Gaborone — Rwandan leader Mr Paul Kagame is expected here June 27 on a two-day state visit at the invitation of President Dr Mokgweetsi Masisi.
BOPA has learnt that President Kagame had since President Masisi's assumption of office expressed his desire to visit Botswana, the latest being on the sidelines of the World Economic Forum in Switzerland early this year.
Leaders the world over have also been eager to meet Mr Kagame who is credited with overcoming the consequences of a bloody ethnic conflict, the infamous 1994 Rwanda Genocide, to building an efficient economic development model for the country.
Dr Masisi and Mr Kagame's relationship is borne out of the fact that the two leaders hold the African Continental Free Trade Agreement (ACFTA) close to their hearts.
The visit will therefore offer the two leaders the best opportunity to sit and talk about the agreement.
Before leaving the African Union chairmanship, Mr Kagame had advocated for ACFTA to be put in motion and President Masisi had bought into the idea. Both leaders believe Africa should come together to assert its interests with one voice.
Niger will be hosting the AU summit for the first time in the history of the next month and the meeting in the capital Niamey is expected to launch the historic ACFTA.
Quizzed on what the two countries could learn from each other University of Botswana political analyst Mr Solly Rakgomo said Botswana and Rwanda could be exemplary in showing that the agreement was executable.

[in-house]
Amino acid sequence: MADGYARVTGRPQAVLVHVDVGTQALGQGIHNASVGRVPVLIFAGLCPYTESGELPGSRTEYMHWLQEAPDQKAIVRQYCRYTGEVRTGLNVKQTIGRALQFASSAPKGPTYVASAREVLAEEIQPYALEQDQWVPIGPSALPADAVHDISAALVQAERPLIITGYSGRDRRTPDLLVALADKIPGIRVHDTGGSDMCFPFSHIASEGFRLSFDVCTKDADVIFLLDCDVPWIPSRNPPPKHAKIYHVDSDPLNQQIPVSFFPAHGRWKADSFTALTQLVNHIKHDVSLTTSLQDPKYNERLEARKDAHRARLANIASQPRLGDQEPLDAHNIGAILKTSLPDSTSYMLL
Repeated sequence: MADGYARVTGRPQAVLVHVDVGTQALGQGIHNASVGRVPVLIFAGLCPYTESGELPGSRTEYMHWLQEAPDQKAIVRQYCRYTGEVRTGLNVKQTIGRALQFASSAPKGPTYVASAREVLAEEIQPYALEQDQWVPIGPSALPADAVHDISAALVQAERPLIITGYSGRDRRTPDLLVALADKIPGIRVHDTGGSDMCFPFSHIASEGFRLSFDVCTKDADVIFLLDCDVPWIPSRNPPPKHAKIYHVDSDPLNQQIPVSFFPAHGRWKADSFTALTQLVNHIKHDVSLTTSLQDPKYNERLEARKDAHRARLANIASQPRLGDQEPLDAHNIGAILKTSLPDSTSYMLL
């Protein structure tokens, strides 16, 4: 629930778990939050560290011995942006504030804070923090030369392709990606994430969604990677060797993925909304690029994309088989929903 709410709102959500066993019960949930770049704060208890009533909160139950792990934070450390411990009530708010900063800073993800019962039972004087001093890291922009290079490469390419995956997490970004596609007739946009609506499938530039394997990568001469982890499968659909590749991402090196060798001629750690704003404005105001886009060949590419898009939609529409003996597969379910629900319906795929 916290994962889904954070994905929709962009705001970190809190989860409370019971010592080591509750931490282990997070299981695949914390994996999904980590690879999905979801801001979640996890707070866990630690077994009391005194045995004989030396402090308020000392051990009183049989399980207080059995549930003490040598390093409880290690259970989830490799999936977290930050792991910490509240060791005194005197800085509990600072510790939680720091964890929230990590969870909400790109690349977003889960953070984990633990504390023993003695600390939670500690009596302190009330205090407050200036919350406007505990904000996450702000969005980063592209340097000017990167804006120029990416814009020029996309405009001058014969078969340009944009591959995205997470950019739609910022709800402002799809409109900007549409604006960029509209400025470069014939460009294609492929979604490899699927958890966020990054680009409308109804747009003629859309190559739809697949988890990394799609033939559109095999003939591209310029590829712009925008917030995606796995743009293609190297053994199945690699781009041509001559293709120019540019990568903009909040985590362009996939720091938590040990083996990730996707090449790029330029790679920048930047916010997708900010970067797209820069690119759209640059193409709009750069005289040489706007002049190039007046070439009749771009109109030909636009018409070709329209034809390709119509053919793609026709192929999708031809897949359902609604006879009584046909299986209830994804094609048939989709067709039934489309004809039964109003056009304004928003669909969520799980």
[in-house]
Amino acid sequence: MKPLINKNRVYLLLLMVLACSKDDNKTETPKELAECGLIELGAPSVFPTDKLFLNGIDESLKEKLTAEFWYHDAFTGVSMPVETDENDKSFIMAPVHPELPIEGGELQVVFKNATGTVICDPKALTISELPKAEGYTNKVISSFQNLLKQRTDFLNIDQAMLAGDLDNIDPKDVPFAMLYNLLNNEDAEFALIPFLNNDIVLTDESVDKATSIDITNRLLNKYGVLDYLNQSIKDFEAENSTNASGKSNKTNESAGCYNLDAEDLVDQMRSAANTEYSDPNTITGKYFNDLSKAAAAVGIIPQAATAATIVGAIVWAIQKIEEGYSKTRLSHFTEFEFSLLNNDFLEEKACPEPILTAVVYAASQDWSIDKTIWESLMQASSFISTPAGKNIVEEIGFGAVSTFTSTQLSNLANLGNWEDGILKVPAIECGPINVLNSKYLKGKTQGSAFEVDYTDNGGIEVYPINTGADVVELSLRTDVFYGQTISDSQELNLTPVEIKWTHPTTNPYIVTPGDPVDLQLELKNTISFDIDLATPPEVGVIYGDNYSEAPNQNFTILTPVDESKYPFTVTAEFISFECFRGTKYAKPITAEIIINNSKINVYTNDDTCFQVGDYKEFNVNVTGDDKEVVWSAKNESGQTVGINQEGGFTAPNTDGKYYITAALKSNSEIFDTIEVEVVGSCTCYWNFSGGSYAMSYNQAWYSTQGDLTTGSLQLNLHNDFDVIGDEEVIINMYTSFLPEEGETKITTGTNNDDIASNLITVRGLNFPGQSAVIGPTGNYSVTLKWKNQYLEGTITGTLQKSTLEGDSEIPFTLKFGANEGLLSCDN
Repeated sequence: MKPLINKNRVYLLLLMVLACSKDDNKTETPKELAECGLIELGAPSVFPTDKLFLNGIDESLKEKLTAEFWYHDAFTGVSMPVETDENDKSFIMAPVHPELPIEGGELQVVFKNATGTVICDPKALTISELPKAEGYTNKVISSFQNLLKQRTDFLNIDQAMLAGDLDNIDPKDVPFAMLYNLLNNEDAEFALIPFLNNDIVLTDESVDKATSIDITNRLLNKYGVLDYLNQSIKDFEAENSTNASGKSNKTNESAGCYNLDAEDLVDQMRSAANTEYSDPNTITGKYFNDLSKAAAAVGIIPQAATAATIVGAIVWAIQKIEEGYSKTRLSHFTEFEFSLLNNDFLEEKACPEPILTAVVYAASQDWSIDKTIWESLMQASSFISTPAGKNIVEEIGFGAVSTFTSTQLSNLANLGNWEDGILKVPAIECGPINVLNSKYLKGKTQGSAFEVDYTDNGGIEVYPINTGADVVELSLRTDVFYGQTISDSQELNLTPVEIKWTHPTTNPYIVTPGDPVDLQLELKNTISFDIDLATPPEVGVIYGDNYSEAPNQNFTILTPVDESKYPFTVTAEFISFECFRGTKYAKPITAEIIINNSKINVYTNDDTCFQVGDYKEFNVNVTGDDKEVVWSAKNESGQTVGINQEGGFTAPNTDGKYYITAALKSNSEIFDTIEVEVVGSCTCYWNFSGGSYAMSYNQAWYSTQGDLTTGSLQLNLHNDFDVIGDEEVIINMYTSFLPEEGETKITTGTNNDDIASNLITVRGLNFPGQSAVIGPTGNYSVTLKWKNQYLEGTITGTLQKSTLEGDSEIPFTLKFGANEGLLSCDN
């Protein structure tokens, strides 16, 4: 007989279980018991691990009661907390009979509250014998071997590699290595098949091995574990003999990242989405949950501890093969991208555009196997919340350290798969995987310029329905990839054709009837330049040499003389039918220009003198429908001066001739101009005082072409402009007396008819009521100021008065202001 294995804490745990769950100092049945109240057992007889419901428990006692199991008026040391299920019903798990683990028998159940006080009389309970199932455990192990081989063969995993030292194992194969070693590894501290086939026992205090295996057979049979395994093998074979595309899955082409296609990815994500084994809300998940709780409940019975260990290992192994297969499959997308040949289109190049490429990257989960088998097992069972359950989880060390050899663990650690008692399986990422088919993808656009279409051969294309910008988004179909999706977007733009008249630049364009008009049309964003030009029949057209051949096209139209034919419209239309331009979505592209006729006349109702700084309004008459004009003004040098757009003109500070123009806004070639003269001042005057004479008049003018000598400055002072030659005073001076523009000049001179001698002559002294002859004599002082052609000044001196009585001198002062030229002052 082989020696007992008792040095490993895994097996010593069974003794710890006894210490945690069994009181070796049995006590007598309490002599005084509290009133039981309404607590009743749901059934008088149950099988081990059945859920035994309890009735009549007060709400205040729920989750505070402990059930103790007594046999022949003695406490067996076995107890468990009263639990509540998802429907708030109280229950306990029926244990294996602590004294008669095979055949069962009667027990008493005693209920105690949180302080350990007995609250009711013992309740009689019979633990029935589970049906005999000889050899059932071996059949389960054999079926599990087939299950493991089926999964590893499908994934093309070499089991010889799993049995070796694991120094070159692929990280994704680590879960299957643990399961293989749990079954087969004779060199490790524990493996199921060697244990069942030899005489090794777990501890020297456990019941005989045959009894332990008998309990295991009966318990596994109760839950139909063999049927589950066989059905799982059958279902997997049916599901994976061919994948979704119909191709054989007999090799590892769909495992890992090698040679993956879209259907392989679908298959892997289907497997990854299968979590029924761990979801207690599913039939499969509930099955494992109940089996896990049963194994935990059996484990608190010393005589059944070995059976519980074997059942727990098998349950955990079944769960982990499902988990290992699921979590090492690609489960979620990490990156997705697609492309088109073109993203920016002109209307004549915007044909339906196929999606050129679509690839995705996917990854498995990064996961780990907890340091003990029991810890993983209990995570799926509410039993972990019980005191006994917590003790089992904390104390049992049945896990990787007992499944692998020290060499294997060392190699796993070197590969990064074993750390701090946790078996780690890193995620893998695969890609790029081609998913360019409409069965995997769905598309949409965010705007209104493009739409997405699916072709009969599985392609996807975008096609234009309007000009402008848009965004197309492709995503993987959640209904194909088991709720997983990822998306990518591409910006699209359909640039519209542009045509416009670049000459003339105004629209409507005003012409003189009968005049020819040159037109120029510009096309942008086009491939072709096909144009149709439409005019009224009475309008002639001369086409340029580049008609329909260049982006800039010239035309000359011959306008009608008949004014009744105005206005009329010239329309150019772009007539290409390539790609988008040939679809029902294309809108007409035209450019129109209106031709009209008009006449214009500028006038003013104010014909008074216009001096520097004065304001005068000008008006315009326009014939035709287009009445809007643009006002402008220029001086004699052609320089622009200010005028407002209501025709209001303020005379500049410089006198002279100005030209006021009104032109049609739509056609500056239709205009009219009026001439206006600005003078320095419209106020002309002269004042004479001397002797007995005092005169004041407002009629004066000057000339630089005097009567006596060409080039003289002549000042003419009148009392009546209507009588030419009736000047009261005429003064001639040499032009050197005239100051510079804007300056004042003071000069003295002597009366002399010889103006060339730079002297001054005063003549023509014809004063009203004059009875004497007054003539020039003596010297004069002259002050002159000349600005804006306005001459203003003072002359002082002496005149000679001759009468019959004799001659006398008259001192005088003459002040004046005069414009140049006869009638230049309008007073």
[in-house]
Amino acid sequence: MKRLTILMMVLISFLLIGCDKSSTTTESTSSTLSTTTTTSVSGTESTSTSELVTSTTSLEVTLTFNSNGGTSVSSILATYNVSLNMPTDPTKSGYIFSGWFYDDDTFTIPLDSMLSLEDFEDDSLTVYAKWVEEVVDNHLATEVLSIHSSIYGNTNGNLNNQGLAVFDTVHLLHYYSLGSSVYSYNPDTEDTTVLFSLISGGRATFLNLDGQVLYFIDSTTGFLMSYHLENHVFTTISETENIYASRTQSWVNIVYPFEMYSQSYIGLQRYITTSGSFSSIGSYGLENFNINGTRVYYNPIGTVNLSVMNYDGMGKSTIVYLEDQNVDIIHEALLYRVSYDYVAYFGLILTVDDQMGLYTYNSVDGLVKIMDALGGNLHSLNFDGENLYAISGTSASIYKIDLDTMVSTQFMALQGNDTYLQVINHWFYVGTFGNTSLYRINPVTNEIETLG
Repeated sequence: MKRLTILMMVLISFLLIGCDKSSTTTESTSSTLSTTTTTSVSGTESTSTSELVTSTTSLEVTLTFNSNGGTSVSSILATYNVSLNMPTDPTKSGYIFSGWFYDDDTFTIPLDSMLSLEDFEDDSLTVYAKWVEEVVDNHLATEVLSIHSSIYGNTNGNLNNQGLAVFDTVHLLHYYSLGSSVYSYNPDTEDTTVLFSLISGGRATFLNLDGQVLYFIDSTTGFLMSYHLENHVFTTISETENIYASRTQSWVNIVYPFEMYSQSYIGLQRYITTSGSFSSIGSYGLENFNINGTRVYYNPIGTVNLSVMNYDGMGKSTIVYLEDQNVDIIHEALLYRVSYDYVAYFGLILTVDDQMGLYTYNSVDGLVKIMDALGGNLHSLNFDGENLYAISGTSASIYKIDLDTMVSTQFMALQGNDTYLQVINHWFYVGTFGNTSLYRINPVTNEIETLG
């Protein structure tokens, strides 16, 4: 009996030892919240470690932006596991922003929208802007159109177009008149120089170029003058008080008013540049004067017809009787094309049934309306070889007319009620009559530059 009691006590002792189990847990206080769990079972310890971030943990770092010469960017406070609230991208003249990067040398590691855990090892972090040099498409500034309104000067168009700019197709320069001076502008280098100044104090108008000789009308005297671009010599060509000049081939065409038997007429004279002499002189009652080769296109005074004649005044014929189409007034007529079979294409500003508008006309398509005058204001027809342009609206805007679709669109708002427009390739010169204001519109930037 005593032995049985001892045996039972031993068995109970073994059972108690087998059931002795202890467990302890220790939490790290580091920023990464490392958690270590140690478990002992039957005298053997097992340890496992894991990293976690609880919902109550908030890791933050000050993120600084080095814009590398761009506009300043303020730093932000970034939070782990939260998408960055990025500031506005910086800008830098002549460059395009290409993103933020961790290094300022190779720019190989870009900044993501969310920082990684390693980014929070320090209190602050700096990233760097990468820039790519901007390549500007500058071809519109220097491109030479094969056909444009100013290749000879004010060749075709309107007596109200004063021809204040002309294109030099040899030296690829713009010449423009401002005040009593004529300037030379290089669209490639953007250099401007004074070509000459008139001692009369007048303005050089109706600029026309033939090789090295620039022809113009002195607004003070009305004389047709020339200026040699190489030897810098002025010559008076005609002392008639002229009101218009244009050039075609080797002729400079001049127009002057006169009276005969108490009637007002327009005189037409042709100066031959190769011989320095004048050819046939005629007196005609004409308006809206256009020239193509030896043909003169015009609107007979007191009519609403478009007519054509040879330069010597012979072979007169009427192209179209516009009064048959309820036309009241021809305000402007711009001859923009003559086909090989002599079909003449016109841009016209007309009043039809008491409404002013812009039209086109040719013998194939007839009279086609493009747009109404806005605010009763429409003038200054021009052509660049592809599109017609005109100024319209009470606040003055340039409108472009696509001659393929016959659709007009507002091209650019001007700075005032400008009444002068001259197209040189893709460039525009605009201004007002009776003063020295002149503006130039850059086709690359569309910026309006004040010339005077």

"They should establish some trade agreements between themselves and if they become successful other countries would emulate them and slowly but surely it would be rolled out to the rest of the continent," he said.
The National Institute of Statistics of Rwanda attributes the country's economic growth to the good performance of key sectors such as agriculture.
On the issue of democracy, Mr Rakgomo said Rwanda could learn a lot from Botswana.
"Botswana is an open society which is democratic, Mr Kagame has attained some socioeconomic prosperity but could still learn a lot from Botswana's democratic model," he added.
On the other hand, Botswana could learn from Rwanda's ambitious national innovation especially since the country seeks to transform into a knowledge based economy.
Mr Rakgomo expressed the hope that the two leaders would discuss the African Peer Review Mechanism (APRM) which Botswana acceded to as its 38th member.
The mechanism, which was introduced in 2003, is an instrument to which AU member states voluntarily sign up as a self-monitoring mechanism to encourage conformity with political, economic and corporate governance values.
According to a statement from the Ministry of International Affairs and Cooperation, this will be the first high level visit at head of state and government level between Botswana and Rwanda.
Source : BOPA